Facing Massive Talent Shortages, The Contingent Workforce Looms Large In Booming Healthcare Industry

The U.S. population is aging. With the oldest baby-boomers already in their mid-70s, the youngest boomers are quickly approaching 60. As older Americans retire from the workforce, they simultaneously require more access to healthcare, whether in hospitals, nursing homes or at-home care.

U.S. Census data shows that 16.8% of the population was 65 or older in 2021 and projects that number will grow to 21% in 2030. Not surprisingly, the Bureau of Labor Statistics (BLS) projects that healthcare will add nearly 2.6 million jobs between 2021 to 2031 – the most of any sector.

In addition to retirement, current talent shortages are also exacerbated by mental and physical burnout in the wake of a global pandemic. A recent Definitive Healthcare report estimates 333,942 healthcare providers left the workforce in 2021. McKinsey estimates a gap of 200,000 to 450,000 nurses available for direct patient care in the US by 2025.

Addressing Labor Shortages through the Extended Workforce

The pandemic forever changed the way organizations engage and manage talent to address critical staffing needs. According to a recent Staffing Industry Analysts (SIA) report, the total number of full-time-equivalent (FTE) contingent workers in the U.S. was 33 million in 2021. This equated to nearly $1.7 trillion of total spend.

The COVID-19 pandemic placed enormous financial pressure on hospitals. An AHA/Kaufman Hall report projected that hospitals lost $54B in net income during the pandemic, even after factoring in relief provided by the CARES Act. A recent update to this report states that more than half of hospitals are projected to have negative margins throughout 2022.

With so much uncertainty in the economy and the labor market, the contingent workforce is a critical strategic imperative for healthcare organizations as they navigate massive talent shortages in 2023 and beyond.

The Strategic Utilization of Contingent Workers

Despite efforts to centralize contingent labor, most integrated delivery networks (IDNs) lack clear visibility into non-FTE labor and cost. However, that paradigm is starting to shift as CHROs, CNOs, CFOs, CPOs and CIOs recognize that their current strategy for contingent workforce management is not sustainable.

Magnit’s Integrated Workforce Management (IWM) platform enables healthcare organizations to strategically manage, optimize and adapt their modern workforce through integrated technology, data and services. Our platform drives value through savings, speed and quality.

Forward-looking health system leaders are now centralizing not just clinical, but also non-clinical, IT, Statement of Work, and locum tenens (physicians) under a single streamlined vendor management system (VMS) technology. When managed in a purely vendor-neutral manner, centralizing all non-FTE labor gives healthcare executives the necessary visibility in exploring innovative models to secure necessary talent while effectively controlling cost.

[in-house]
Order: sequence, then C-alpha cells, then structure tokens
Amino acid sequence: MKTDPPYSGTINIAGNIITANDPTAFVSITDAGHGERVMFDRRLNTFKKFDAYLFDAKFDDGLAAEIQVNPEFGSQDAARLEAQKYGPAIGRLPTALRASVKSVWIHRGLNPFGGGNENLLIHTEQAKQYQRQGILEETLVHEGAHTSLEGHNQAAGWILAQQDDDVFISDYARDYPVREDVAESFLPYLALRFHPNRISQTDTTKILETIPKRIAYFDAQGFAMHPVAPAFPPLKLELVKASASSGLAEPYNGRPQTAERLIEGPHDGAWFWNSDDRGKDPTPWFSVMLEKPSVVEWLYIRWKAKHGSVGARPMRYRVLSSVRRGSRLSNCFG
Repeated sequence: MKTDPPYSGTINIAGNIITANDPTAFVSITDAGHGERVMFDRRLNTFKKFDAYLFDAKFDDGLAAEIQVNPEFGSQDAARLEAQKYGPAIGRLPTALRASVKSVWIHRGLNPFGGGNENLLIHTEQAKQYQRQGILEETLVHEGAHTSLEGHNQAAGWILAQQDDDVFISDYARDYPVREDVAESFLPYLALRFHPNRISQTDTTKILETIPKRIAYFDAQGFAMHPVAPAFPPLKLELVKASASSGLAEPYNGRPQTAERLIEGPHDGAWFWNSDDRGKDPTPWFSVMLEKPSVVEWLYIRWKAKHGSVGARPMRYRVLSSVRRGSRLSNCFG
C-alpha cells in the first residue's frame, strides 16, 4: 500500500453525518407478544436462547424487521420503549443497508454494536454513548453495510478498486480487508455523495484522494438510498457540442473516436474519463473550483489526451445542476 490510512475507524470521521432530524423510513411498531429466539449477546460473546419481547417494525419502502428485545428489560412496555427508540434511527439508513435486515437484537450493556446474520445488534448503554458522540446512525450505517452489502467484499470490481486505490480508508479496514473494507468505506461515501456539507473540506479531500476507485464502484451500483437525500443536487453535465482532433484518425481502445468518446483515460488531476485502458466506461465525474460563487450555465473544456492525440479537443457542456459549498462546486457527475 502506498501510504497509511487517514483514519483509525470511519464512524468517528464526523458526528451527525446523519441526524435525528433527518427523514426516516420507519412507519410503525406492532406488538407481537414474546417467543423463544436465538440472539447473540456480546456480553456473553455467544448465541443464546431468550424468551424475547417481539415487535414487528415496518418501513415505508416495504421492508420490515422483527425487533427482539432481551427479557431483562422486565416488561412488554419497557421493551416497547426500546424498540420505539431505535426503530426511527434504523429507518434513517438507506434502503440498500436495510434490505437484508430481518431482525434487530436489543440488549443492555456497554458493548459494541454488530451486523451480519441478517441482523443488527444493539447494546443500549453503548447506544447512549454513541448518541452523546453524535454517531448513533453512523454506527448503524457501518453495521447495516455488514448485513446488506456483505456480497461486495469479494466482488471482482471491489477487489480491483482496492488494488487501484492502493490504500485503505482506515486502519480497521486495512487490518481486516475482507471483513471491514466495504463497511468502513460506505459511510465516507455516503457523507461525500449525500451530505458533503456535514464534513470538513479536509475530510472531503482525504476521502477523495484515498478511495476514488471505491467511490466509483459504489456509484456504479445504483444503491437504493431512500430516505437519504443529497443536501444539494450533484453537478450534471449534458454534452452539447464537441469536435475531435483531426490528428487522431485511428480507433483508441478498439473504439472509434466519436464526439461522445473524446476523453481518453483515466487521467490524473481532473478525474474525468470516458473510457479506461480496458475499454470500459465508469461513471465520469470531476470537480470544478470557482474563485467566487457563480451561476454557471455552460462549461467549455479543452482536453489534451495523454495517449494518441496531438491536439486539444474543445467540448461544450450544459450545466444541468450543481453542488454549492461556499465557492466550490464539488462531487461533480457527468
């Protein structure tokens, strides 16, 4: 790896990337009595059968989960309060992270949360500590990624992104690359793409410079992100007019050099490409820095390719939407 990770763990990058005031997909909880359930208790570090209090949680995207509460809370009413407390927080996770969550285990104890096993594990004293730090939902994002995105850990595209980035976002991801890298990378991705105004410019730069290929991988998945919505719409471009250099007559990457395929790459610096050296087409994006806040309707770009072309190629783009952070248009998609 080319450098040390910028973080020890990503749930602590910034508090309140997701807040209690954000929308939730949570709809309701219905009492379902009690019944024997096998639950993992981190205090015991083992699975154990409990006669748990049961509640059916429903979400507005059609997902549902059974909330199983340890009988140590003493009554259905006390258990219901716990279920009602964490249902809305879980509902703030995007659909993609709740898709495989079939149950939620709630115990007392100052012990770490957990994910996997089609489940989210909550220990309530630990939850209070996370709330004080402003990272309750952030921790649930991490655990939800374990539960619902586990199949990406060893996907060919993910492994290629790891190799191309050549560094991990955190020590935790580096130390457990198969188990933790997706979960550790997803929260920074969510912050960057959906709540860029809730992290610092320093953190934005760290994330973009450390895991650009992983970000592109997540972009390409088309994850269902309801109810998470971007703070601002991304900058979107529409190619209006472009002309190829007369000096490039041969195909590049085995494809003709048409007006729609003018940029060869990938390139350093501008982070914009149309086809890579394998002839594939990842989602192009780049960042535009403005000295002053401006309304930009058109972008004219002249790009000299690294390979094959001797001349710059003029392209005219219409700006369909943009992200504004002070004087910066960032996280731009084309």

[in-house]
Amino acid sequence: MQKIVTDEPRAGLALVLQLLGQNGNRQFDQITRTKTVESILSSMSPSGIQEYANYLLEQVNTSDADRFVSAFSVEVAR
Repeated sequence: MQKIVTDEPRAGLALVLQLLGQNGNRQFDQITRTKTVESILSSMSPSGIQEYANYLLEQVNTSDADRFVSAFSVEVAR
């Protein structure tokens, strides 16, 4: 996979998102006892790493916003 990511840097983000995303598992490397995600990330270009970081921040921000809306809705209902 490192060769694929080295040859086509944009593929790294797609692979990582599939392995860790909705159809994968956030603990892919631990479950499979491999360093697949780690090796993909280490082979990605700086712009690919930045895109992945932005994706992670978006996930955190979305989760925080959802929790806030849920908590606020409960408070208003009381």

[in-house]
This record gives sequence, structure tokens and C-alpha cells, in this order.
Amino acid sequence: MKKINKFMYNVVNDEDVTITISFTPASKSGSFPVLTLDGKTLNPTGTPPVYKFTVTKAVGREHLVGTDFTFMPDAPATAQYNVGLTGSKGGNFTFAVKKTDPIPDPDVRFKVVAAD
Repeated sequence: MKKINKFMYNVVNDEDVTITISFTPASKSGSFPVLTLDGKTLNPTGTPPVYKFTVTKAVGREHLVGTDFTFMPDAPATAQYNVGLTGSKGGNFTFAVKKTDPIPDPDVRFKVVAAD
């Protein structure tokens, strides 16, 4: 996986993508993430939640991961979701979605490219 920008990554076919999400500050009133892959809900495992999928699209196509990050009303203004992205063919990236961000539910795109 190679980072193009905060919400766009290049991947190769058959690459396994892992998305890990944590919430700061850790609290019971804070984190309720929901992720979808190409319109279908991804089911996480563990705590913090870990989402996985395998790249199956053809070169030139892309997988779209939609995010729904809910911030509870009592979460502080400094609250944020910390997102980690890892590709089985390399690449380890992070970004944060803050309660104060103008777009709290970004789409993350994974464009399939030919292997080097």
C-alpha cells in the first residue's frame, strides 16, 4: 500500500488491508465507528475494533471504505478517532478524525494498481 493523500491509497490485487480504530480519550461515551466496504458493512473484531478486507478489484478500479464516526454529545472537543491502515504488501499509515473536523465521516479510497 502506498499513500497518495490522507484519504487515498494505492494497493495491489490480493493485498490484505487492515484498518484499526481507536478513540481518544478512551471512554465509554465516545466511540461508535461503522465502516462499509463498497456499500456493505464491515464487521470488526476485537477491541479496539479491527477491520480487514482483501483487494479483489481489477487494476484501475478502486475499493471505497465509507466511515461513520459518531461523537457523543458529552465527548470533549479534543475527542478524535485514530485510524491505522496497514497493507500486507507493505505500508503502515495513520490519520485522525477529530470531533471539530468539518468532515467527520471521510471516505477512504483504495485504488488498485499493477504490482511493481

The Rise of Flexible Staffing Models

We expect to see gradual rises in flexible staffing models to reduce healthcare systems’ dependency on staffing agencies, decrease costs and create pipelines to secure FTEs. These include hospitals reimagining internal float pools and turning to direct sourcing.

With direct sourcing, organizations supplement traditional agency utilization by creating private talent pools of known (alumni, silver medalists, referrals, retirees) and unknown (brand-attracted) talent. These pools are then used to fill requisitions by “direct sourcing” workers. This strategy allows hospitals to regain the balance of power that has been relinquished to external agencies throughout the pandemic. (Read more on direct sourcing.)

Although there can be several nuances to how a direct-sourcing solution is designed and deployed, healthcare organizations (normally with the help of a partner) typically begin by creating their own “private” talent network. As candidates enter the organization’s private talent pool, it becomes a repository for matching candidates to new manager requests for contractor positions.

Done correctly, direct sourcing produces significant cost savings since it provides an alternative to supplier mark-ups. It can also drive many other benefits, including improved talent quality and faster time-to-fill.

Looking Ahead

As we emerge from the pandemic and learn to accept COVID-19 as part of the “new normal,” the healthcare industry continues to face worker shortages, increased patient volume, and intense financial pressure. The time has come to lean into the extended workforce as a critical tenet of a best-in-class modern labor program.

To learn more about how optimizing your contingent workforce strategy can drive value in the years ahead, download our white paper.